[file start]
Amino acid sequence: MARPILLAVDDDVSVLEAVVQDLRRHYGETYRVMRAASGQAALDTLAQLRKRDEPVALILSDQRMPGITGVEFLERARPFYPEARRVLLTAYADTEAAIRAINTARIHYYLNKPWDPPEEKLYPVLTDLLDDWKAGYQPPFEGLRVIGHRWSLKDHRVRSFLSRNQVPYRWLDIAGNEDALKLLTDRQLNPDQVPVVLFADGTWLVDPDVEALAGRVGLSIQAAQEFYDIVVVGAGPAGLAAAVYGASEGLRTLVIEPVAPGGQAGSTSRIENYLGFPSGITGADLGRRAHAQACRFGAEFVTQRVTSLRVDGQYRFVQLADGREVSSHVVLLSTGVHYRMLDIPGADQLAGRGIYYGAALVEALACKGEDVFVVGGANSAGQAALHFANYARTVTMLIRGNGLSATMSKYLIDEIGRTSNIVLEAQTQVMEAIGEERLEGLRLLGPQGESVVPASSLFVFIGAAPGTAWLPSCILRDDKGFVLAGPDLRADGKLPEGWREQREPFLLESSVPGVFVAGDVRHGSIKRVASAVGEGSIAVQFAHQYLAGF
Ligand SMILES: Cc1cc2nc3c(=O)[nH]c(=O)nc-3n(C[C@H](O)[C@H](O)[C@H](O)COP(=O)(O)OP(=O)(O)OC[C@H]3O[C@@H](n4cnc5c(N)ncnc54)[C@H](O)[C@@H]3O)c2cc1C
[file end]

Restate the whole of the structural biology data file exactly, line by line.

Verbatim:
Amino acid sequence: MARPILLAVDDDVSVLEAVVQDLRRHYGETYRVMRAASGQAALDTLAQLRKRDEPVALILSDQRMPGITGVEFLERARPFYPEARRVLLTAYADTEAAIRAINTARIHYYLNKPWDPPEEKLYPVLTDLLDDWKAGYQPPFEGLRVIGHRWSLKDHRVRSFLSRNQVPYRWLDIAGNEDALKLLTDRQLNPDQVPVVLFADGTWLVDPDVEALAGRVGLSIQAAQEFYDIVVVGAGPAGLAAAVYGASEGLRTLVIEPVAPGGQAGSTSRIENYLGFPSGITGADLGRRAHAQACRFGAEFVTQRVTSLRVDGQYRFVQLADGREVSSHVVLLSTGVHYRMLDIPGADQLAGRGIYYGAALVEALACKGEDVFVVGGANSAGQAALHFANYARTVTMLIRGNGLSATMSKYLIDEIGRTSNIVLEAQTQVMEAIGEERLEGLRLLGPQGESVVPASSLFVFIGAAPGTAWLPSCILRDDKGFVLAGPDLRADGKLPEGWREQREPFLLESSVPGVFVAGDVRHGSIKRVASAVGEGSIAVQFAHQYLAGF
Ligand SMILES: Cc1cc2nc3c(=O)[nH]c(=O)nc-3n(C[C@H](O)[C@H](O)[C@H](O)COP(=O)(O)OP(=O)(O)OC[C@H]3O[C@@H](n4cnc5c(N)ncnc54)[C@H](O)[C@@H]3O)c2cc1C